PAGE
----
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Wal-Mart Looking To AOL For E-Commerce Boost

By Chet Dembeck
Dec 13, 1999 12:00 AM PT

According to published reports, Wal-Mart Stores and America Online are close to forging a marketing deal that would drive traffic to Wal-Mart's Web site and introduce millions of its customers to the AOL brand.

Wal-Mart Looking To AOL For E-Commerce Boost

AOL reportedly wants to ink a broad pact that would include in-store promotion of its online service in Wal-Mart's 3,600 brick-and-mortar locations, in return for promoting Wal-Mart's online store to its 20 million subscribers. Under the agreement, AOL would also assist Wal-Mart in re-launching its new and improved Web site next month.

Company officials from both companies declined to comment on the reports.

A Needed Deal

AOL badly needs this deal, both to establish a brick-and-mortar presence and to offset Microsoft's stunning deal with Tandy Corp.'s Radio Shack to promote its online service in the electronics chain's 7000 locations.

In fact, there are rumors swirling that Microsoft is trying to nix the deal by wooing Wal-Mart behind the scenes.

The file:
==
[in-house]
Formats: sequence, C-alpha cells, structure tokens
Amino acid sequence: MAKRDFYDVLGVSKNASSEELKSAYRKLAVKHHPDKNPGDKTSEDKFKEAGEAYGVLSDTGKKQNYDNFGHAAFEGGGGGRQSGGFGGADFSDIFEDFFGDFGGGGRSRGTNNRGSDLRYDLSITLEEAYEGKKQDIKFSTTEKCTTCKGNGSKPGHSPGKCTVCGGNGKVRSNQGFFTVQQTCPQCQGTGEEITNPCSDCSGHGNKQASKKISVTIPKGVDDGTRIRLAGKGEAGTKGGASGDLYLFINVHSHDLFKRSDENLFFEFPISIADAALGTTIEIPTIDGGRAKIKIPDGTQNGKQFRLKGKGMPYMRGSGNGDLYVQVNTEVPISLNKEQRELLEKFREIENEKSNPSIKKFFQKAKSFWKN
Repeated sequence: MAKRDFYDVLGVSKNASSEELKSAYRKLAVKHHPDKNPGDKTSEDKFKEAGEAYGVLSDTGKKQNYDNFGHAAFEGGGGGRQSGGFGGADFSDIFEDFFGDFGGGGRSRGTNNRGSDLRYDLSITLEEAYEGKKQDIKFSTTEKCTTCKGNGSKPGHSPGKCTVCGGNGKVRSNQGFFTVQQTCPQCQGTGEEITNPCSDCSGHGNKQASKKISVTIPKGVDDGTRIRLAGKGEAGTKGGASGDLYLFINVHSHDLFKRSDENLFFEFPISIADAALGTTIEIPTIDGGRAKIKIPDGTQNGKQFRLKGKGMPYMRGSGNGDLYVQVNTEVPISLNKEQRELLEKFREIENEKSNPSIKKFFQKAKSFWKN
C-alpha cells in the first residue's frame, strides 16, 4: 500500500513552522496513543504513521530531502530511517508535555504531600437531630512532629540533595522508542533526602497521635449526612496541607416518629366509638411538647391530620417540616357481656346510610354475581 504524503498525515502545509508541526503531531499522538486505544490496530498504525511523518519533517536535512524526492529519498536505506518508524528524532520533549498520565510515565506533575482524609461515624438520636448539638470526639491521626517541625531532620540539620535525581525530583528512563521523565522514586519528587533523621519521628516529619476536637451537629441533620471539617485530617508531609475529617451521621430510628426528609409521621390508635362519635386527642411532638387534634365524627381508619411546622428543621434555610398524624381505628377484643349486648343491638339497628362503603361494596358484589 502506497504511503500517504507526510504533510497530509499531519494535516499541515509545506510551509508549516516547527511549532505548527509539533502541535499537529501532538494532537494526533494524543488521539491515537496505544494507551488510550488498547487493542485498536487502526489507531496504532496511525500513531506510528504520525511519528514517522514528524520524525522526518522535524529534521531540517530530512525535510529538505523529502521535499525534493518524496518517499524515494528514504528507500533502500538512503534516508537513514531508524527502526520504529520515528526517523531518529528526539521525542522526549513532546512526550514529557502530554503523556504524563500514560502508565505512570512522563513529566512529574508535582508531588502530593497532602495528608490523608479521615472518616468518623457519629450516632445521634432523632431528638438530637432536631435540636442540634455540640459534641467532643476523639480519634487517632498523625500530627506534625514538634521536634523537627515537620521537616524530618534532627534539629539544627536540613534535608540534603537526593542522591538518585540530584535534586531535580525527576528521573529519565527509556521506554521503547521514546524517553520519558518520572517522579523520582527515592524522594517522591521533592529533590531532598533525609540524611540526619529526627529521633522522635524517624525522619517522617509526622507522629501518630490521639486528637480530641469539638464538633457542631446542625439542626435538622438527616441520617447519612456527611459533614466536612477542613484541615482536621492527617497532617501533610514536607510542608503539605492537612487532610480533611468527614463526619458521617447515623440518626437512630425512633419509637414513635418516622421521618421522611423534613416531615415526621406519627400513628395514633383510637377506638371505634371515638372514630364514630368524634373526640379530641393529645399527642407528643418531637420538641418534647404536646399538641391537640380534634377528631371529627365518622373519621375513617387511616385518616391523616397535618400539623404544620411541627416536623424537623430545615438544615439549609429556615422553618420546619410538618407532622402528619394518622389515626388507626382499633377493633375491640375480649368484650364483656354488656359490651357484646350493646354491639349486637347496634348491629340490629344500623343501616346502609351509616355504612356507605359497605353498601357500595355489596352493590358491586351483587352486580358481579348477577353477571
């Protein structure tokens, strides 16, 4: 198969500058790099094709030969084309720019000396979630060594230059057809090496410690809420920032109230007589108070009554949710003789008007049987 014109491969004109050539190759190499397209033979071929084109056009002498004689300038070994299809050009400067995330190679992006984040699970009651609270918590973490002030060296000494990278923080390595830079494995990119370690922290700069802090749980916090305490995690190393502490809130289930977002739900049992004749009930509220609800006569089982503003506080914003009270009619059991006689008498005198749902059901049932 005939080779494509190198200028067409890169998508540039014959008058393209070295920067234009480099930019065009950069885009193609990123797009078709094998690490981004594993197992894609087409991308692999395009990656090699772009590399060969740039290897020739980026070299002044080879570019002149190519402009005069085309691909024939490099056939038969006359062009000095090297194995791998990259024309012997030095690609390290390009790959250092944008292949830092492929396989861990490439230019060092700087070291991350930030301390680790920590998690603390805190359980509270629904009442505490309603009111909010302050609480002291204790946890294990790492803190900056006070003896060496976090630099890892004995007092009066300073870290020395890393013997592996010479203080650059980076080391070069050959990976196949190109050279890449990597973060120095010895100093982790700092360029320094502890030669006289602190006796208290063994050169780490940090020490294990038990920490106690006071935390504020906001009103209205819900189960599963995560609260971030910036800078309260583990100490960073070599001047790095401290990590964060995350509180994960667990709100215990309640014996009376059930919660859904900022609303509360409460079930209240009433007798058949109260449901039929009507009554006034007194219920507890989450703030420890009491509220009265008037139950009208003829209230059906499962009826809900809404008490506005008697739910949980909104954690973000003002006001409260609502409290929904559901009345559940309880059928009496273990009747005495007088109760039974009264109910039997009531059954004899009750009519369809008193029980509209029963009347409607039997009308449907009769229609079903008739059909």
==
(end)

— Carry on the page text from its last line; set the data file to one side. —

Under the proposed deal with AOL, the Bentonville, Arkansas-based Wal-Mart would install in-store kiosks that are linked to the Internet and target those customers who have not shopped online before. Considering the fact that Wal-Mart accommodates about 100 million shoppers per week in its stores, the positive impact on AOL's subscriber base could be significant.

Stocks Soaring

As rumors about a possible deal flourished over the last couple of weeks, Wall Street responded favorably. On Friday, shares of AOL and Wal-Mart edged up after a report from Salomon Smith Barney said a deal between the two companies appeared "imminent."

Under one scenario presented by a Salomon Smith Barney analyst, Wal-Mart would also begin selling low-cost Internet-access devices that are cheaper than PCs. AOL has already struck deals with a number of hardware makers to provide online service for such devices. For instance, it is developing a television set top box with Philips Electronics, NV that uses a new service called AOL TV.

Better Distribution For Both Parties

Currently, AOL sends out millions of its disks through the mail in a shotgun approach to increase its subscriber base, yielding only about a one percent sign up ratio.

A deal with Wal-Mart would easily increase this percentage and instantly give the brick-and-mortar giant the e-commerce presence it wants and needs.

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